Using Visual Feedback of Movement for Rehabilitation

Over the past decade the group has been pioneering the use of motion capture technology to provide visual feedback during rehabilitation.

In the 1960’s, former researchers from our group pioneered the subject of biomechanics, in which data collected by cameras on humans in motion and force, measured between them and the floor, was used to understand the mechanics of motion and the loadings on joints. This data helped the formation of the field of joint replacement.

In the 70’s and 80’s the group computerised these techniques and used emerging video technology to capture the movement. This work continues to this day and motion capture has become a routine way to assess rehabilitation outcomes and plan surgery.

Despite this, the technology has never reached a level of simplicity or cost which is suitable for use during routine rehabilitation. Fundamental to rehabilitation of movement is knowledge of performance and knowledge of result, in other words, how you carried out the movement and if the movement produced the expected outcome. We use this information to correct our performance of a task as we repeat it, and so gain or regain functional ability.

Over the last 10 years, with major funding from the Engineering and Physical Sciences Research Council, The Medical Research Council, the Chief Scientist office, Industry and charity, the group have been pioneering the routine use of motion capture in clinical environments to provide feedback to various patient groups, including stroke, joint replacement, fallers and children with Cerebral Palsy as part of their typical rehabilitation.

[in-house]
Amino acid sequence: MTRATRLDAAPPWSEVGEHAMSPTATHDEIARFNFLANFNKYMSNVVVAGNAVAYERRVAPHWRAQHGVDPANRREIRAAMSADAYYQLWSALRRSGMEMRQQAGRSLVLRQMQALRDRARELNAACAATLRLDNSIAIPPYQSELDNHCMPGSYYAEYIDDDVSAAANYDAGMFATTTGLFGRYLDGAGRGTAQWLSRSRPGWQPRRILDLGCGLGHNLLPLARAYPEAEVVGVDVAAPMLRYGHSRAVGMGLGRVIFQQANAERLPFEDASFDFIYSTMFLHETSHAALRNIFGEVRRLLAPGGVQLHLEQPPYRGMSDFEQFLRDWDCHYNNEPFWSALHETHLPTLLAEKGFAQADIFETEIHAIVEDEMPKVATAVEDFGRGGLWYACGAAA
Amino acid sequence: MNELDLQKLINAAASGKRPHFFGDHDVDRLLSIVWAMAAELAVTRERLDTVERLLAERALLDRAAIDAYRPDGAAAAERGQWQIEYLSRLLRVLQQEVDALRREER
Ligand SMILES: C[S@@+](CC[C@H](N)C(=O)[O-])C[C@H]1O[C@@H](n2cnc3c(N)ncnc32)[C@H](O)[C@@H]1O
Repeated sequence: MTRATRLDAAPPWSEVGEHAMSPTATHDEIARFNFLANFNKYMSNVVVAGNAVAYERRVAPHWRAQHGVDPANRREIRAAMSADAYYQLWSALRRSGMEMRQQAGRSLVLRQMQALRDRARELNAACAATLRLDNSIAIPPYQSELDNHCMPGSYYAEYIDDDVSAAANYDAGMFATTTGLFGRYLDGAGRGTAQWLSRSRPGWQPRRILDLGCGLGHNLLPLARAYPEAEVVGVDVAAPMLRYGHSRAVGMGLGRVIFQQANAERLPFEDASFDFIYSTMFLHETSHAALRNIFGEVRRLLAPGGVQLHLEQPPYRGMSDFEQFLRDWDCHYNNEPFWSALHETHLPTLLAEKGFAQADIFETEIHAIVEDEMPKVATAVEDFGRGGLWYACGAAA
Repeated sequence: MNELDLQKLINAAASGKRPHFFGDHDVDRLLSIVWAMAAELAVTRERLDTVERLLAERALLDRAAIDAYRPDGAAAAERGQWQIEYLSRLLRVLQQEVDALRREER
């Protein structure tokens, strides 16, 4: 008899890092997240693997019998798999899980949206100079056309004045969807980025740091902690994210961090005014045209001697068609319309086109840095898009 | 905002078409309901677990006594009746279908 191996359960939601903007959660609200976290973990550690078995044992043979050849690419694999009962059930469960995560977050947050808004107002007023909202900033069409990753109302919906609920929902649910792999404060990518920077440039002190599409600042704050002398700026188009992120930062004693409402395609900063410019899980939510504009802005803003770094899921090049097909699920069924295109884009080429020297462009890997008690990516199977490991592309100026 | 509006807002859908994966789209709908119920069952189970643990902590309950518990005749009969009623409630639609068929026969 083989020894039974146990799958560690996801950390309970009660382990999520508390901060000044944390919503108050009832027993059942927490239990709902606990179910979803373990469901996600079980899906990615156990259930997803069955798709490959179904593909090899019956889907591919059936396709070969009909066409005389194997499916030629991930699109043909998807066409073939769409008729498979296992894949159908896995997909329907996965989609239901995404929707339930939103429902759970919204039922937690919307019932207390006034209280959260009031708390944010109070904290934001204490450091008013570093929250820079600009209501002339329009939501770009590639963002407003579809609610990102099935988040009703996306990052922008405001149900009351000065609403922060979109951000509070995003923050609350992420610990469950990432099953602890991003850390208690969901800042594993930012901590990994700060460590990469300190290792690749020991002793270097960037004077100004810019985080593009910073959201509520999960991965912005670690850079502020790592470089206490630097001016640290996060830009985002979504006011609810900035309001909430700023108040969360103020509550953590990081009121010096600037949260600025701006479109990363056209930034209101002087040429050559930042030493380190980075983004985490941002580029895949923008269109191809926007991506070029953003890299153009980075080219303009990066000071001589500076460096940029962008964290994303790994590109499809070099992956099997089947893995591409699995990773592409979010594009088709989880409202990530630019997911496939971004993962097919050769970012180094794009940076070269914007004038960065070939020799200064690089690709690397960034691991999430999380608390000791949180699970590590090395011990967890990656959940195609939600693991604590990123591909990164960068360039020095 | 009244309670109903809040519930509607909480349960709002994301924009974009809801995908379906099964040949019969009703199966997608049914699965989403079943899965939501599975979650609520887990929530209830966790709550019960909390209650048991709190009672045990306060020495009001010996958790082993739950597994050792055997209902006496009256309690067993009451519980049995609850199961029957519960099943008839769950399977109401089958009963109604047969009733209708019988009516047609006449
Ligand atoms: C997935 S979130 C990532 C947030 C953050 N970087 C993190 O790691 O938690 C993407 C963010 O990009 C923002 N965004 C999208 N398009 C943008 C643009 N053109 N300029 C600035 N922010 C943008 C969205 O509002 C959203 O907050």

We have pioneered the techniques required, and working with two key industrial partners, Vicon Ltd and Motek Forcelink, we are producing the technology and applications needed for clinicians to implement these techniques during therapy sessions.

We are rolling out these methods to five clinical centres in Scotland.

The technology allows real time visual feedback of movement, supplemented by biomechanical and motor control information, allowing the patient and therapist to discuss movement performance in a non-technical non numerical format, to agree movement modifications desirable, to practice with feedback these movements, and through the use of purposeful gaming applications to undertake intensive training of the functional task, while maintaining interest and motivation.

The value of this enhanced rehabilitation to better clinical outcomes is being explored through a range of clinical trials, and while it is early days, the initial study data looks positive and promising for improved clinical and cost effectiveness.